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SoClean vs Clean Zone (2021): Which CPAP Cleaner is Better?

Continuous positive airway pressure (or CPAP) machines are super helpful for people living with obstructive sleep apnea. The pressure that CPAP machines exert help prevent the collapse of the upper airways of its users. Such a handy device will inevitably see a lot of use, and with a lot of use comes a lot of cleaning to do.

To keep your machine clean and yourself healthy and free of microbes that might grow on your equipment, you have to use a CPAP cleaner. These cleaners work in different ways: some use ultraviolet (UV) light to disinfect, while others wash the CPAP apparatuses with water.

This comparison will focus on two cleaners, the SoClean 2 and Clean Zone, that use another method of disinfection: activated oxygen or ozone. Details about how they work, the design of each product, and more can be found below.

SoClean vs Clean Zone Comparison Chart

ModelSoClean 2 Clean Zone
PriceCheck Price at SoClean.comCheck Price at CleanZoneNow.com
MechanismActivated oxygenActivated oxygen
Dimensions11″ x 11″ x 13″4.5″ x 2.5″ x 2″
Weight7lb0.5lb
Power Source110-240 VACRechargeable lithium-ion battery
DisplayFront display, indicator lightsIndicator lights

Design

Clean Zone places an emphasis on being lightweight and compact, while SoClean 2’s frame is sturdier and more stable.

SoClean receives hose insertion on both sides, while Clean Zone accentuates its petite size and weight.

Clean Zone’s most striking feature is its miniscule size: a mere 4.5 by 2.5 inches, which is significantly smaller than its competitors. This small cleaner is powered by a rechargeable lithium-ion battery, which can be charged using the same USB charger that a lot of phones use nowadays. It notifies you about the end of one CPAP cleaning cycle, when its battery is low, and other machine conditions by its light, which changes colors depending on the situation.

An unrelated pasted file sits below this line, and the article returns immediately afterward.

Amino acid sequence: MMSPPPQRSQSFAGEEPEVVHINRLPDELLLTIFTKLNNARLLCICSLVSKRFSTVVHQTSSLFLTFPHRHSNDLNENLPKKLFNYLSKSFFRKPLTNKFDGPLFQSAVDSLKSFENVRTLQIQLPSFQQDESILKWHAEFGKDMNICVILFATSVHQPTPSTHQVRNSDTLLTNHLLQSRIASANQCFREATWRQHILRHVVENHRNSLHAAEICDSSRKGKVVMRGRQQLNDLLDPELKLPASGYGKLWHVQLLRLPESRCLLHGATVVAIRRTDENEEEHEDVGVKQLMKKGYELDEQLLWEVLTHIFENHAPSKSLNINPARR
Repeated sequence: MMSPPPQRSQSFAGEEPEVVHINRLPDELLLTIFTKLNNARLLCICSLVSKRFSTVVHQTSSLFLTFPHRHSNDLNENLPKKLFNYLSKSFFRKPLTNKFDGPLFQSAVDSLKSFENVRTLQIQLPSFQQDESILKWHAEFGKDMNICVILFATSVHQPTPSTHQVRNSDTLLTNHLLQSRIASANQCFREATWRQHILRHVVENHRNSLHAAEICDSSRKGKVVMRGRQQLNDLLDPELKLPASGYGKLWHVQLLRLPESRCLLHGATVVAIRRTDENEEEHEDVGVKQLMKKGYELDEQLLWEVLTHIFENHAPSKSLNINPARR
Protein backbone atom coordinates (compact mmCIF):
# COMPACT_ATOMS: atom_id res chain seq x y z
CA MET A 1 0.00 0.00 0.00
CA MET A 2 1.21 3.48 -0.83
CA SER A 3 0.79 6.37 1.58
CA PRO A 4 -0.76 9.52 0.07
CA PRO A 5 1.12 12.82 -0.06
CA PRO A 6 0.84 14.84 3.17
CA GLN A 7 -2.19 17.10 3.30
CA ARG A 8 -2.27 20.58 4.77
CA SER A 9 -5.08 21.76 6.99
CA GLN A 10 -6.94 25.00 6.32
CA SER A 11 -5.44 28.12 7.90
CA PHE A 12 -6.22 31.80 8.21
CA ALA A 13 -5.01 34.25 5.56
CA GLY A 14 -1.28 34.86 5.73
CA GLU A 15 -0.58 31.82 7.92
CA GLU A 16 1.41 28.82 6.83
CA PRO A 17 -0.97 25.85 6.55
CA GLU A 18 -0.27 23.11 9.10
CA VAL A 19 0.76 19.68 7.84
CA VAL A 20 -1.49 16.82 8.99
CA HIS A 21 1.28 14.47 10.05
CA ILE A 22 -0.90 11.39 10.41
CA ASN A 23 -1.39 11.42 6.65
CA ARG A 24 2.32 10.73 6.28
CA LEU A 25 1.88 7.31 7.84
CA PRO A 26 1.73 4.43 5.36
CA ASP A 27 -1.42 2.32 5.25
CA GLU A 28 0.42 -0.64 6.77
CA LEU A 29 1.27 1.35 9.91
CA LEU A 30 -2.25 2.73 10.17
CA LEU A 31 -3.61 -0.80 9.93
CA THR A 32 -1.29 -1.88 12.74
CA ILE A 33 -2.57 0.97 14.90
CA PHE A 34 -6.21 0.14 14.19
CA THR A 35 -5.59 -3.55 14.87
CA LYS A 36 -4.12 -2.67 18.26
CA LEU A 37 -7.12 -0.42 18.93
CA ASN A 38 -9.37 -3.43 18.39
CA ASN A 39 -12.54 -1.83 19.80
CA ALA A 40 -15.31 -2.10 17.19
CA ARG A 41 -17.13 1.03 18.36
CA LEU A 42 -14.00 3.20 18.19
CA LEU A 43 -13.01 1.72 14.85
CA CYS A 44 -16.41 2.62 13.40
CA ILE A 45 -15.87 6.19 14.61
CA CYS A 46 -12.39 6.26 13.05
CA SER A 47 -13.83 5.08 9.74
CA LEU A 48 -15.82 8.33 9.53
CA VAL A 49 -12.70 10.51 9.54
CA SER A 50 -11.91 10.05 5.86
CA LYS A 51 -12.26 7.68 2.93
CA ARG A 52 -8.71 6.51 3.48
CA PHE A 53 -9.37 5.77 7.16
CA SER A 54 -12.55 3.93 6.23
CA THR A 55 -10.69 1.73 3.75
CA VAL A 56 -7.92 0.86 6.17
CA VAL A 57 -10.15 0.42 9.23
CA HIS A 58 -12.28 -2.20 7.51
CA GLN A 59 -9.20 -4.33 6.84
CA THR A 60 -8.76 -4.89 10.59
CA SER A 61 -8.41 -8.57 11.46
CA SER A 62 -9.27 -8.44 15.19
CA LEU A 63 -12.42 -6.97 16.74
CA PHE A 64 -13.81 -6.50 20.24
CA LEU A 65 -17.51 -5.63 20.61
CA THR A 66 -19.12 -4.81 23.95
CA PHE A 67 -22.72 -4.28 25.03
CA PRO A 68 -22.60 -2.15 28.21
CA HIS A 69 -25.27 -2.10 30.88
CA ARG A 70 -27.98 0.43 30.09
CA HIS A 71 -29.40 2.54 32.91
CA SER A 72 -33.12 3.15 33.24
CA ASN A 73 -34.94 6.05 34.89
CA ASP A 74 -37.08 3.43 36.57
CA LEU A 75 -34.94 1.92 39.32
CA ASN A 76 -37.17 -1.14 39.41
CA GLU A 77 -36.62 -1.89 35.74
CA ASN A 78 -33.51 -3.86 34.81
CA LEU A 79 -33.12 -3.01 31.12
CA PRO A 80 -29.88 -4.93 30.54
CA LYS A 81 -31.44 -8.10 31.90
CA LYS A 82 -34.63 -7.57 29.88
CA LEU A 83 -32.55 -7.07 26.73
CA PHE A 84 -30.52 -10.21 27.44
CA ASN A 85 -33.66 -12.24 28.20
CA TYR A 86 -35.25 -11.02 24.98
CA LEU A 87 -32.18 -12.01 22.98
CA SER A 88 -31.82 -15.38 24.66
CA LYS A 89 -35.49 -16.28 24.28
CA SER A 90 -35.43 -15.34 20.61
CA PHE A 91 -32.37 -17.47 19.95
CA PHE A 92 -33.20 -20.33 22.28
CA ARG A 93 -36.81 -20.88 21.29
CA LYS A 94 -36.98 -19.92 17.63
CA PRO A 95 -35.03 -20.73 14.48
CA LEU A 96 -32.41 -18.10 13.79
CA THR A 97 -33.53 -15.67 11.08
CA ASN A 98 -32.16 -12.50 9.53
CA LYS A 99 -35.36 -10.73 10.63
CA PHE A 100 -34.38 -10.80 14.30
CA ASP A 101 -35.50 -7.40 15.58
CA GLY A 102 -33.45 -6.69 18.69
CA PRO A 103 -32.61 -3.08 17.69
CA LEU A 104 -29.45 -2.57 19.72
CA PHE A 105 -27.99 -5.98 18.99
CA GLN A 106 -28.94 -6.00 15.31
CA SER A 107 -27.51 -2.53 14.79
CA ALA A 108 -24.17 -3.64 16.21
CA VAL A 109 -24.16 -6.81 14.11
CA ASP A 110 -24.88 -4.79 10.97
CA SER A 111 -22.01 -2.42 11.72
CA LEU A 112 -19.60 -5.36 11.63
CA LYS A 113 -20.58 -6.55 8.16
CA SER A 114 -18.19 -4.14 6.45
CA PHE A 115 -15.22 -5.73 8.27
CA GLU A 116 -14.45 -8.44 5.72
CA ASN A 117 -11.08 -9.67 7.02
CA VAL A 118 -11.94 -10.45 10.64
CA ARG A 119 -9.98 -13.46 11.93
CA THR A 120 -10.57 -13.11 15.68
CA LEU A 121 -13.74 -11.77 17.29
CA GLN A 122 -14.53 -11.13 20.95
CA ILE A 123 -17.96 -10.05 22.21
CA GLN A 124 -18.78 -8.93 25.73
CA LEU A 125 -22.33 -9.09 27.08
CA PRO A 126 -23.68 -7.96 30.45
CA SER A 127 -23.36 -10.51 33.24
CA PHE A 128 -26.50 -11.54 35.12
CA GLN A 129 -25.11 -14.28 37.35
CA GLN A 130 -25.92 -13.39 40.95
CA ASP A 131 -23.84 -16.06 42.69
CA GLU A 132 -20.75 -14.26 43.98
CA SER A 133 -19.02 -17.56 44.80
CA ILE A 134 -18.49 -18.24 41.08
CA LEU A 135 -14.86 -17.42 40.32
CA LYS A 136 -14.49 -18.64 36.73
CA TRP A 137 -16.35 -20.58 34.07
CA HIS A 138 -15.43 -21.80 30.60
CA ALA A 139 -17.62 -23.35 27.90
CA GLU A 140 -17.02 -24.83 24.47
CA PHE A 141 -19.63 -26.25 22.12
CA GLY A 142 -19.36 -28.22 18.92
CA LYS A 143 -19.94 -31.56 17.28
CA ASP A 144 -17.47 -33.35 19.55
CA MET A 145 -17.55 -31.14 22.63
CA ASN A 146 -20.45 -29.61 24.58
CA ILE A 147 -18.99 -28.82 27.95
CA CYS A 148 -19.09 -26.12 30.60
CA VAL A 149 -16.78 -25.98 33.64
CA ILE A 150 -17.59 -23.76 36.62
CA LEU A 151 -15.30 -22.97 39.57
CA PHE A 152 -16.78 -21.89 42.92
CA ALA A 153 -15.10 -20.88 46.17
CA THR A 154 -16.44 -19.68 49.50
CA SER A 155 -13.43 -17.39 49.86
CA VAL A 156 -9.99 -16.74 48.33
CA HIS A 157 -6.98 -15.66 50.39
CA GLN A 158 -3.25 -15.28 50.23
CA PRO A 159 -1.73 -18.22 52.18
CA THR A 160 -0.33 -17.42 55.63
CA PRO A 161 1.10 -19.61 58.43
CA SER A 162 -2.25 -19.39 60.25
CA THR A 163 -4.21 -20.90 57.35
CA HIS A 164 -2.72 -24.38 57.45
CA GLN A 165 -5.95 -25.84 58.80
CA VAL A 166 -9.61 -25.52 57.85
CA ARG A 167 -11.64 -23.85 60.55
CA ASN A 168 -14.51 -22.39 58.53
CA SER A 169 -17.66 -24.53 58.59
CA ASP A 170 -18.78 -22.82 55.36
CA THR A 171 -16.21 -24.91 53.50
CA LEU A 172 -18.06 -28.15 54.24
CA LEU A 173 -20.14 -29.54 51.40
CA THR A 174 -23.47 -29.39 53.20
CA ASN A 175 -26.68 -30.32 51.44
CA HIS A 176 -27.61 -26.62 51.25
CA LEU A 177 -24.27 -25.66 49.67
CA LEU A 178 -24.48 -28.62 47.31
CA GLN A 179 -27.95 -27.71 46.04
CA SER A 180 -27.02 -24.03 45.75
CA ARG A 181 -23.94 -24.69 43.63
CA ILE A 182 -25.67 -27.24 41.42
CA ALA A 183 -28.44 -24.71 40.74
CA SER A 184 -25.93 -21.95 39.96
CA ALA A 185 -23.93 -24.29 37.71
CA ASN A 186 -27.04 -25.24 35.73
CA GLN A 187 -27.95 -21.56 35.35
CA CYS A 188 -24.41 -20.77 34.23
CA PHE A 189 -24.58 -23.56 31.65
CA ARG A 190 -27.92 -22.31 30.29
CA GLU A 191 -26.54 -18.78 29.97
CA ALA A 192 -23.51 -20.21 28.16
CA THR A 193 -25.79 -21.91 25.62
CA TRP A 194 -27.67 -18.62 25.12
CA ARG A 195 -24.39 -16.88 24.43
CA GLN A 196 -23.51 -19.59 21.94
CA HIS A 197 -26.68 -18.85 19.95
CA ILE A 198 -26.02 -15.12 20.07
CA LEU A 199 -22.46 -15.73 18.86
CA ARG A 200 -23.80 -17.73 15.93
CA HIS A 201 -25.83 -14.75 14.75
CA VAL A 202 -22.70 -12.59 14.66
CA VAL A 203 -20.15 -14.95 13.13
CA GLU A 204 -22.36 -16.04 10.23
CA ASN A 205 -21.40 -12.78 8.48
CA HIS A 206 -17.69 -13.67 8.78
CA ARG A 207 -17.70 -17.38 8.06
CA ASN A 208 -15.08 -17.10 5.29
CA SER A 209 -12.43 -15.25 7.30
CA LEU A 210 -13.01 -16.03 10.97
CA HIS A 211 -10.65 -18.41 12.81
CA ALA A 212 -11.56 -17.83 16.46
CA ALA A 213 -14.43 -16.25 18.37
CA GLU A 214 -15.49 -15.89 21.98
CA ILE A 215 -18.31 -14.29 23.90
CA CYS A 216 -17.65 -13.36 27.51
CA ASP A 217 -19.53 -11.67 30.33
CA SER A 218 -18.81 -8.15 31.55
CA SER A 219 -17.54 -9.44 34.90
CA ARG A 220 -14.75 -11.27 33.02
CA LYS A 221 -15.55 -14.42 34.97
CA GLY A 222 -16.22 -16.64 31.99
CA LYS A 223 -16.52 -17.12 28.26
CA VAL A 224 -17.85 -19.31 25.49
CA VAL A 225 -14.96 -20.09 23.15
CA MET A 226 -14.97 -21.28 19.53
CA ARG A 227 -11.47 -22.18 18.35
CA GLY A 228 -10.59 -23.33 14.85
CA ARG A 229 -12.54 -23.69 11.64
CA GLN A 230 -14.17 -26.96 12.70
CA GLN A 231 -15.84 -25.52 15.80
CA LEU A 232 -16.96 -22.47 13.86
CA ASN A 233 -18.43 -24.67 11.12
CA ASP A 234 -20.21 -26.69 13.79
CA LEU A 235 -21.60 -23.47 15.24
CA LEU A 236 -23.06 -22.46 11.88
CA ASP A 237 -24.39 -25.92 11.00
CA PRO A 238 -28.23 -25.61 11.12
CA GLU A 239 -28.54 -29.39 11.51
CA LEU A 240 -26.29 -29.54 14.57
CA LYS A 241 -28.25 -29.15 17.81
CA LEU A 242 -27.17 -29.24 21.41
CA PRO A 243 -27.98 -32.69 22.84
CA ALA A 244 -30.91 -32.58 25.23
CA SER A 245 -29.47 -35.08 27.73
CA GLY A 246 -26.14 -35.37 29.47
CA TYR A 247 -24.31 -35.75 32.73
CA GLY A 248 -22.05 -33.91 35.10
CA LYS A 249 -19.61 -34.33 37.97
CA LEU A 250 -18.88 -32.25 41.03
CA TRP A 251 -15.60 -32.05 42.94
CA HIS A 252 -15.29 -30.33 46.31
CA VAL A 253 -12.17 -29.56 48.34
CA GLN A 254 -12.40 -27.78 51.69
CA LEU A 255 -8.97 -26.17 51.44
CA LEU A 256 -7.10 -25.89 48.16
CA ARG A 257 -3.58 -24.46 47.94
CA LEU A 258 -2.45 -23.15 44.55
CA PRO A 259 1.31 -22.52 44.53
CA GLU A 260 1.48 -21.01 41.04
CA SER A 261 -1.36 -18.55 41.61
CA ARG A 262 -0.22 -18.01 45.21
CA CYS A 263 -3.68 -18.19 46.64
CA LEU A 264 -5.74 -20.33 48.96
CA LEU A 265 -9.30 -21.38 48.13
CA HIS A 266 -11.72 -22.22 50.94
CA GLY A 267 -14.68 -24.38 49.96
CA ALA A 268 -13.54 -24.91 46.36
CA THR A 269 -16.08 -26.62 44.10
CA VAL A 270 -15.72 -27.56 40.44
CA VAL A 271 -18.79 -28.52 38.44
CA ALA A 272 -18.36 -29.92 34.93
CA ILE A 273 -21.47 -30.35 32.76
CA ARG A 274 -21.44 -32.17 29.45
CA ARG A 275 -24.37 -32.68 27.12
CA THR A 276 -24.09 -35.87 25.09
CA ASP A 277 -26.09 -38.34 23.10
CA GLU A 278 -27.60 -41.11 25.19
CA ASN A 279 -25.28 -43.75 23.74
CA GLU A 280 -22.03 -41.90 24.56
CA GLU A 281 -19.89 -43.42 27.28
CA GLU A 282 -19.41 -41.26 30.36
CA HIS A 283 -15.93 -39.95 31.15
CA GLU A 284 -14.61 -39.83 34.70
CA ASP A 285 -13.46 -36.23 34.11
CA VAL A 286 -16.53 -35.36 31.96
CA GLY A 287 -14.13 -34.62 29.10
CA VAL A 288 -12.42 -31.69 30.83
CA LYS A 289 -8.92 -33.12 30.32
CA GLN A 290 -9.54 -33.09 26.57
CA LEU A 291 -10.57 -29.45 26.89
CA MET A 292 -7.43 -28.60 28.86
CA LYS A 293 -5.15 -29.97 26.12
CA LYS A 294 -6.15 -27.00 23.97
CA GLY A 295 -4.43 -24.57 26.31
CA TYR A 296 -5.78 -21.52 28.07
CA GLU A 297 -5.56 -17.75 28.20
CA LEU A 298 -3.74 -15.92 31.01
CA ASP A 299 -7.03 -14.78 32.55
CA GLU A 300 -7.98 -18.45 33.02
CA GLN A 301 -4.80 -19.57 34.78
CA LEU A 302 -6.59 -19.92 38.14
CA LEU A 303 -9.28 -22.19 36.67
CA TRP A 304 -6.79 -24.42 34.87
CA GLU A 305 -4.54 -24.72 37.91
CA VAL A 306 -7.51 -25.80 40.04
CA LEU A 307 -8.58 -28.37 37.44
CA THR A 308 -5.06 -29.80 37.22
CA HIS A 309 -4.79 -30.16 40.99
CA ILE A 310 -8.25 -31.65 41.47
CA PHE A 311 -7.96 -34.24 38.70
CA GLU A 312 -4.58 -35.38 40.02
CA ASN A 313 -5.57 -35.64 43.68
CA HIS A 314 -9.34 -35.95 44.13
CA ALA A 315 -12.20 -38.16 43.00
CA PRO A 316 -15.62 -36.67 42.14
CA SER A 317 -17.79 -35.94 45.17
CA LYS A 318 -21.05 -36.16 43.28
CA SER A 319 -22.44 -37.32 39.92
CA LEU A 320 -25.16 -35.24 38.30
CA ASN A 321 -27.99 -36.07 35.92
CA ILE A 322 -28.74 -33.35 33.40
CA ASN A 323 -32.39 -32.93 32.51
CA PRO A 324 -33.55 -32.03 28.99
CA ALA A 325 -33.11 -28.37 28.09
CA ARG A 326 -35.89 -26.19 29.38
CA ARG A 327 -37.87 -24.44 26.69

Clean Zone has one hose port and comes with two universal hose adapters, making it usable for nearly every CPAP machine available on the market. However, Clean Zone’s compact main body isn’t the only thing you need for it to run as it should. Your CPAP machine’s empty water reservoir and mask with the hose attached have to be placed in the included zip-locked plastic bag with the Clean Zone. This means that while Clean Zone’s dimensions really are small, the set-up will still take up as much space as your mask, hose, and reservoir require.

The SoClean 2 on the other hand looks bulkier, but it provides a stable, fixed cleaning experience. The hose can be attached on either side of the SoClean machine, so it’s ideal for bedside placing regardless of what side of the bed you prefer to sleep on.

Its big chamber can also easily store your mask in one solid fixed container. Adapters for widely used CPAP machines like the ResMed AirSense 10 and AirCurve 10 are also available online, so the SoClean 2 can still be used even if the included universal adapters don’t work for your specific machine.

One thing that sets the SoClean apart from the Clean Zone is its front display that shows the cleaning time elapsed and other details. It’s big enough for even elderly customers to read the screen easily, but not big enough to be a cumbersome addition.

Ease of Use

Clean Zone starts at the press of a button, but doesn’t provide as much feedback on cleaning as the SoClean 2.

A Clean Zone inside its sanitizing bag (left) and an open SoClean chamber (right).

Both the Clean Zone and SoClean 2 are easy to use, especially if you compare them to manually cleaning your CPAP machine. However, this ease shows in different ways for each cleaner. Clean Zone’s user-friendliness can be experienced through a literal push of a button. It requires only one button push to start cleaning once the set-up is prepared inside the CPAP sanitizer bag that comes with the Clean Zone.

The light turns blue to signify the start of the cycle. Afterwards, the Clean Zone beeps to tell you that it’s finished, then it automatically turns off. It works the same way if your CPAP machine’s water reservoir is not detachable. You simply have to connect the hose to the cleaner, and put the Clean Zone inside a large cleaning zip bag with the whole CPAP machine.